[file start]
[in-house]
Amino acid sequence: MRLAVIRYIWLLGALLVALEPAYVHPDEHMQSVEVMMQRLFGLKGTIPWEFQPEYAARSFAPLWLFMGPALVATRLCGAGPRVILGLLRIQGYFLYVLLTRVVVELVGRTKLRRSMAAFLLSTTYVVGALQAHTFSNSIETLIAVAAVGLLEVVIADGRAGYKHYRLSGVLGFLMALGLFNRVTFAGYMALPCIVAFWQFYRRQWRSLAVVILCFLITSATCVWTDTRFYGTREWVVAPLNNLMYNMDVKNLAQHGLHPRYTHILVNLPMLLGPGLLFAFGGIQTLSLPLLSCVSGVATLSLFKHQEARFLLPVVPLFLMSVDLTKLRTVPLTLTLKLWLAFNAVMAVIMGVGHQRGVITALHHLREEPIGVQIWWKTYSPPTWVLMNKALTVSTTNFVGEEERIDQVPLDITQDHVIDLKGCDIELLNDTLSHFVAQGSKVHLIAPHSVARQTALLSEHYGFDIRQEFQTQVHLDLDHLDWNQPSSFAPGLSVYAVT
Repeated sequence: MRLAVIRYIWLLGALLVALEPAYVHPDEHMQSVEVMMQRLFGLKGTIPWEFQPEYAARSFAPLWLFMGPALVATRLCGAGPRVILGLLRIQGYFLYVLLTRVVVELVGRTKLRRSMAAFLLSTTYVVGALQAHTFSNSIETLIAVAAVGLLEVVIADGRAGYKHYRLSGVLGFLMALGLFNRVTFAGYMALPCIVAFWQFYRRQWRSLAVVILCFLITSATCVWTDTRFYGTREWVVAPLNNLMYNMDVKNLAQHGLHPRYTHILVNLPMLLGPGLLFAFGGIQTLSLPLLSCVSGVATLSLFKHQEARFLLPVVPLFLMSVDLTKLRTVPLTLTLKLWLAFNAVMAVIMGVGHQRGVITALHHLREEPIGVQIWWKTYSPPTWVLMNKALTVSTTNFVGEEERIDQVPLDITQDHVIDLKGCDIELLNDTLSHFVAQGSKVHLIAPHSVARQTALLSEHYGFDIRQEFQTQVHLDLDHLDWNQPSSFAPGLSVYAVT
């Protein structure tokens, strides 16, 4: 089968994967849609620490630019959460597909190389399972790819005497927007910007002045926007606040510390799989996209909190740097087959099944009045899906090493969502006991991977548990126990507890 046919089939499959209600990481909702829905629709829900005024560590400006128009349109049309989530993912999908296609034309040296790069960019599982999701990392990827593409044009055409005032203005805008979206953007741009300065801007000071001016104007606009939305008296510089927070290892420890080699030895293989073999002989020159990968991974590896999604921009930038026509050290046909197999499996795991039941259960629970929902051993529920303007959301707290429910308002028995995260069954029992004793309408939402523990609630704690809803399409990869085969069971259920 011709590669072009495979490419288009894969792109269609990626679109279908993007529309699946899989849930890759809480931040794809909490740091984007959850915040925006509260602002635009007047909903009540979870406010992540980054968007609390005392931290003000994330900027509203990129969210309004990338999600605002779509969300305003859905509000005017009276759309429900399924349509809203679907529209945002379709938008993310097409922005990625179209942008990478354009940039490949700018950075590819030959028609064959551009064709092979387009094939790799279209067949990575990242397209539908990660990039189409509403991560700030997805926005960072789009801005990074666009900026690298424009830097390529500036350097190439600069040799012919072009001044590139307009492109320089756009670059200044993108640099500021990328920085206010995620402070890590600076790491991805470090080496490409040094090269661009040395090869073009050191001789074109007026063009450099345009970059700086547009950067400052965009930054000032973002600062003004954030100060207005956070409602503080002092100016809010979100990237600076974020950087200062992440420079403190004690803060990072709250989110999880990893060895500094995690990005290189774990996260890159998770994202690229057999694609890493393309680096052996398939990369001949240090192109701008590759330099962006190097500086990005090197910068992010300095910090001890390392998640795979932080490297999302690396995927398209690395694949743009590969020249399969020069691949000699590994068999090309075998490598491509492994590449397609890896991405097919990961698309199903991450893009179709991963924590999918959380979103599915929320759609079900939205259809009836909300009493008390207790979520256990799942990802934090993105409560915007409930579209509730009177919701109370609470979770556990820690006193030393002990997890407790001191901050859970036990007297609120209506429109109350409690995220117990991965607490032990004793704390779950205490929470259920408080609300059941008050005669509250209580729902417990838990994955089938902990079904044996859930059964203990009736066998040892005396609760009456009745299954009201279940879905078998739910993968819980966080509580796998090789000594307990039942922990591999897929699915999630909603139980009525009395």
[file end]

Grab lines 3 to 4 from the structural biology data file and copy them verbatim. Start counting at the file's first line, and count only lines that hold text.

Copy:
Repeated sequence: MRLAVIRYIWLLGALLVALEPAYVHPDEHMQSVEVMMQRLFGLKGTIPWEFQPEYAARSFAPLWLFMGPALVATRLCGAGPRVILGLLRIQGYFLYVLLTRVVVELVGRTKLRRSMAAFLLSTTYVVGALQAHTFSNSIETLIAVAAVGLLEVVIADGRAGYKHYRLSGVLGFLMALGLFNRVTFAGYMALPCIVAFWQFYRRQWRSLAVVILCFLITSATCVWTDTRFYGTREWVVAPLNNLMYNMDVKNLAQHGLHPRYTHILVNLPMLLGPGLLFAFGGIQTLSLPLLSCVSGVATLSLFKHQEARFLLPVVPLFLMSVDLTKLRTVPLTLTLKLWLAFNAVMAVIMGVGHQRGVITALHHLREEPIGVQIWWKTYSPPTWVLMNKALTVSTTNFVGEEERIDQVPLDITQDHVIDLKGCDIELLNDTLSHFVAQGSKVHLIAPHSVARQTALLSEHYGFDIRQEFQTQVHLDLDHLDWNQPSSFAPGLSVYAVT
């Protein structure tokens, strides 16, 4: 089968994967849609620490630019959460597909190389399972790819005497927007910007002045926007606040510390799989996209909190740097087959099944009045899906090493969502006991991977548990126990507890 046919089939499959209600990481909702829905629709829900005024560590400006128009349109049309989530993912999908296609034309040296790069960019599982999701990392990827593409044009055409005032203005805008979206953007741009300065801007000071001016104007606009939305008296510089927070290892420890080699030895293989073999002989020159990968991974590896999604921009930038026509050290046909197999499996795991039941259960629970929902051993529920303007959301707290429910308002028995995260069954029992004793309408939402523990609630704690809803399409990869085969069971259920 011709590669072009495979490419288009894969792109269609990626679109279908993007529309699946899989849930890759809480931040794809909490740091984007959850915040925006509260602002635009007047909903009540979870406010992540980054968007609390005392931290003000994330900027509203990129969210309004990338999600605002779509969300305003859905509000005017009276759309429900399924349509809203679907529209945002379709938008993310097409922005990625179209942008990478354009940039490949700018950075590819030959028609064959551009064709092979387009094939790799279209067949990575990242397209539908990660990039189409509403991560700030997805926005960072789009801005990074666009900026690298424009830097390529500036350097190439600069040799012919072009001044590139307009492109320089756009670059200044993108640099500021990328920085206010995620402070890590600076790491991805470090080496490409040094090269661009040395090869073009050191001789074109007026063009450099345009970059700086547009950067400052965009930054000032973002600062003004954030100060207005956070409602503080002092100016809010979100990237600076974020950087200062992440420079403190004690803060990072709250989110999880990893060895500094995690990005290189774990996260890159998770994202690229057999694609890493393309680096052996398939990369001949240090192109701008590759330099962006190097500086990005090197910068992010300095910090001890390392998640795979932080490297999302690396995927398209690395694949743009590969020249399969020069691949000699590994068999090309075998490598491509492994590449397609890896991405097919990961698309199903991450893009179709991963924590999918959380979103599915929320759609079900939205259809009836909300009493008390207790979520256990799942990802934090993105409560915007409930579209509730009177919701109370609470979770556990820690006193030393002990997890407790001191901050859970036990007297609120209506429109109350409690995220117990991965607490032990004793704390779950205490929470259920408080609300059941008050005669509250209580729902417990838990994955089938902990079904044996859930059964203990009736066998040892005396609760009456009745299954009201279940879905078998739910993968819980966080509580796998090789000594307990039942922990591999897929699915999630909603139980009525009395």